Monster Blaster 3.0 review: A boombox that booms just right

What do you get when you fatten up a Bluetooth speaker? You get a boombox or at least a modern take on that sonic porting icon of yesteryear. For a long time, Monster has made a habit of going big in both design and sound, focusing on moving a crowd with a bang above all else.

That’s why Monster Blaster 3.0 seems so appropriate for the company. It’s a third-gen boombox with 120 watts of power for any party, but how valuable is it beyond just being able to listen to music outdoors?

Monster Blaster 3.0 review: A boombox that booms just right
Monster Blaster 3.0

Monster Blaster 3.0 review: A perfectly sounding boombox

MSRP $400.00

“A boombox like the Monster Blaster 3.0 is perfect when you have parties on your mind.”

advantages

  • Good build quality
  • It makes noise both indoors and outdoors.
  • Includes auxiliary input and microphone jacks
  • Easy pairing and setup
  • decent portability

Cons

  • Only IPX4 water resistance
  • Battery life should be better
  • Sometimes Bluetooth connections are tricky

What do you get when you fatten up a Bluetooth speaker? You get a boombox or at least a modern take on that sonic porting icon of yesteryear. For a long time, Monster has made a habit of going big in both design and sound, focusing on moving a crowd with a bang above all else.

That’s why Monster Blaster 3.0 seems so appropriate for the company. It’s a third-gen boombox with 120 watts of power for any party, but how valuable is it beyond just being able to listen to music outdoors?

What is in the box

Despite the size of the speaker and case, there’s not much to unearth from it. In addition to the speaker itself, you get a power adapter with a charging cable, along with the user manual. Monster doesn’t include any other cables in the box, not even a 3.5mm cable despite compatibility via the Aux-In port on the unit itself. If you have one lying around, it will work just fine with the Blaster 3.0.

Monster Blaster 3.0 Bluetooth Speaker.
Ted Kritsonis/Clear Tips

Design

The Blaster 3.0 comes in three colors: black, white, and red. My review unit was black, but I’d say the red draws a lot more attention. There are no functional differences between them aside from aesthetics, but if you wanted the sound to be even more visually noticeable, red would probably be the way to go.

Beneath the surface, Monster equips the Blaster 3.0 with dual 60-watt speakers, along with two passive radiators and a 60-watt woofer for bass. There’s no real “front” or “back” as the speakers face in both directions for wider output, especially when you start cranking up the volume. Monster doesn’t provide a way to articulate or consolidate the sound to push in any direction, so if you place it close to a wall you may lose some of the breadth that the sound can deliver.

You get a few ports to work with, like the Aux-In jack for 3.5mm cables, as well as a separate 3.5mm port for microphones.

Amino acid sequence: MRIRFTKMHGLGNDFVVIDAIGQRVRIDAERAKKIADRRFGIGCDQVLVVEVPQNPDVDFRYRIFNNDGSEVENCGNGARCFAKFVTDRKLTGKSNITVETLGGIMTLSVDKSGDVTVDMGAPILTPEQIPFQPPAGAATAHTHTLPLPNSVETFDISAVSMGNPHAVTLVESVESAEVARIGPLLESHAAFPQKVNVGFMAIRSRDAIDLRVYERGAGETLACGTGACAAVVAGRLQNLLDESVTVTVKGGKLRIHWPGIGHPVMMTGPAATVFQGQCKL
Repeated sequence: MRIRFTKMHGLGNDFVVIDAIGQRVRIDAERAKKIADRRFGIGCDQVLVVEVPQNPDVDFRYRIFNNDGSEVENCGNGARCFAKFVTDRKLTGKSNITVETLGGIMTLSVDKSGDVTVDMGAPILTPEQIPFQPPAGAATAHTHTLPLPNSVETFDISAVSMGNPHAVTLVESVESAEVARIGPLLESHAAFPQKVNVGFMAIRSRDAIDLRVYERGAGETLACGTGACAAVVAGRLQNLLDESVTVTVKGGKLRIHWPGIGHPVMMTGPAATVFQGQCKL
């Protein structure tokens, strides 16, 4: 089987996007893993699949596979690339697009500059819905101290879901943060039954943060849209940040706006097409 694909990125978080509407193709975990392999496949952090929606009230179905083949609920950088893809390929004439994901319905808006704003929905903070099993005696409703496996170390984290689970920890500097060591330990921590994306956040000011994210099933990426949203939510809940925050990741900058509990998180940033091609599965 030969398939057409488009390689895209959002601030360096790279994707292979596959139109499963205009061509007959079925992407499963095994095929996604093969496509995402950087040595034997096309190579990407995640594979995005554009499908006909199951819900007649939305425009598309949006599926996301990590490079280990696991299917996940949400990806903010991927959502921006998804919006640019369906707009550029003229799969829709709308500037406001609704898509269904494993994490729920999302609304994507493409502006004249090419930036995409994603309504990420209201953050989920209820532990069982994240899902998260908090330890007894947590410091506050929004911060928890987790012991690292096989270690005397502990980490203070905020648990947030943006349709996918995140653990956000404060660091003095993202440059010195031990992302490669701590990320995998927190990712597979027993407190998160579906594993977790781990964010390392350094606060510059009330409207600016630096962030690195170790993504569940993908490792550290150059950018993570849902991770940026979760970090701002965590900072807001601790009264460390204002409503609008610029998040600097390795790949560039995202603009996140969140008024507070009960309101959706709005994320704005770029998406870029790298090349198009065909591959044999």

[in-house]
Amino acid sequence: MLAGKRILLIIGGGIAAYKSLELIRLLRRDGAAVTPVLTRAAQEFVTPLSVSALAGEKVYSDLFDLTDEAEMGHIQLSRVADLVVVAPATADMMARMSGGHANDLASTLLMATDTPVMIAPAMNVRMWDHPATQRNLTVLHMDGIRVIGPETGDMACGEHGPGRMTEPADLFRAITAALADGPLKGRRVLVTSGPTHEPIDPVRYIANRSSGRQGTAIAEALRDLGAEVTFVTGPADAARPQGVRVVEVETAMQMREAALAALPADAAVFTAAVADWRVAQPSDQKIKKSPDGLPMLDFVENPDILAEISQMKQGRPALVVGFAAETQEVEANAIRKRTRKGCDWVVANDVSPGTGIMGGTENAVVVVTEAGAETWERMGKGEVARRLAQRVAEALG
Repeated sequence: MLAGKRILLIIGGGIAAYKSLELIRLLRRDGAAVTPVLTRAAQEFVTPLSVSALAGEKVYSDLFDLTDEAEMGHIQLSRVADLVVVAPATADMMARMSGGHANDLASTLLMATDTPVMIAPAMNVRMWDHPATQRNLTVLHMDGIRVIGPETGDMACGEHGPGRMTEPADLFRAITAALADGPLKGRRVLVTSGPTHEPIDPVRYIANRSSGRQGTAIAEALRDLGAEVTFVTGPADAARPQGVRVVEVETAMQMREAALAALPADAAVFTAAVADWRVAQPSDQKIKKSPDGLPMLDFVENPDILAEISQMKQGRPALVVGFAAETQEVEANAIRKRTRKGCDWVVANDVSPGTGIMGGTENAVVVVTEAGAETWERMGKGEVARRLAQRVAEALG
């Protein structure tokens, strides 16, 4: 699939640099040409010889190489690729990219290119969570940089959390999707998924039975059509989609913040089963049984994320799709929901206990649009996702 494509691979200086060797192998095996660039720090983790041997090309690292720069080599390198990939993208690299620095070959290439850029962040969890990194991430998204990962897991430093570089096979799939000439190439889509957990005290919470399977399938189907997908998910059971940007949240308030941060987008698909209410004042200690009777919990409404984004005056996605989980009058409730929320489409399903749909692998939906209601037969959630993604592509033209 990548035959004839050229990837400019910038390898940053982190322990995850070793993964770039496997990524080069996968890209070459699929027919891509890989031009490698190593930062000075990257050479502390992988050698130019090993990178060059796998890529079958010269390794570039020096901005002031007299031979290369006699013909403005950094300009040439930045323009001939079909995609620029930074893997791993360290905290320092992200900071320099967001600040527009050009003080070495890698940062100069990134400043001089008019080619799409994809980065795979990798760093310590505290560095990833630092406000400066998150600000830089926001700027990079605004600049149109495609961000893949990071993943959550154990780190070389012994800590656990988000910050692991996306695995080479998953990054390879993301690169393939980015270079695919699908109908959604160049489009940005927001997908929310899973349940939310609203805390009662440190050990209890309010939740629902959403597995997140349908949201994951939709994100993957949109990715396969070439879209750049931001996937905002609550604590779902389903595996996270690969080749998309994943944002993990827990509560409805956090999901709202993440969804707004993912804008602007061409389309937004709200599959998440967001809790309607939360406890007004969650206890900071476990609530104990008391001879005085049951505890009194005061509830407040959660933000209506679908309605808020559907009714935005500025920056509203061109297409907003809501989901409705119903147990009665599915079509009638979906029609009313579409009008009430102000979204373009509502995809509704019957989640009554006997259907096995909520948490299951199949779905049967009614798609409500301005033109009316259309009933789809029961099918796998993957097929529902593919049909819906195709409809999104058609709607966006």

Controls are pretty standard, with an on/off button, plus volume buttons. The mode button only really switches between indoor and outdoor modes, where Monster’s Ambient EQ feature kicks in to optimize audio for any setting. The Blaster 3.0 doesn’t come with any dedicated app support, giving you no flexibility to tailor the sound however you like.

You get a few ports to work with, like the Aux-In jack for 3.5mm cables, as well as a separate 3.5mm port for microphones. If you plan on doing some karaoke with this thing, it’s certainly possible with this setup. The microphone works on top of music playback, allowing anyone with a microphone plugged in to sing a tune or make an announcement if they’re playing the role of emcee. Technically, you can use the microphone jack without music in case you need to make a presentation of some sort. Without a built-in microphone, the Blaster 3.0 does not function as a speakerphone.

Best wireless speakers

The USB port treats the boombox like a power bank, allowing you to charge portable devices whenever you need to draw some power from its 5200mAh battery. The only other ports are the AC adapter port and a reset switch.

The rubber flap that covers and protects the ports is of limited value when it comes to durability. The Blaster 3.0 comes with an IPX4 rating, so while you can take it to the pool or the beach, you have to be careful. Getting the sand out of its many crevices won’t be easy, and the salt water will surely kill it.

The Blaster 3.0 weighs in at a moderate 13 pounds, though the very sturdy handle should keep it from slipping out of your hands. Rubber feet underneath keep it slightly elevated, and Monster says they dampen any vibrations that could lead to surface distortion.

Monster Blaster 3.0 Bluetooth Speaker.
Ted Kritsonis/Clear Tips

Installation and configuration

It was very easy to start. I could pair the old fashioned way using the Bluetooth settings on my phone or use NFC to quickly tap and pair from an Android phone. The boombox works the same way with iOS and Android, so regardless of the pairing process, everything else is the same.

Audible tones and riffs indicate things like power on and off, pairing status, and volume or mode settings. Monster visualizes the volume through eight LEDs on the control panel, giving you a clearer idea of ​​how loud or quiet the Blaster 3.0 really is. As mentioned above, the mode button only changes the indoor and outdoor settings.

In many ways, this is a plug-and-play type of speaker, at least in the wireless sense. With no app to manage anything, no set of built-in features and components, it’s really about connecting a playback device and playing audio from there.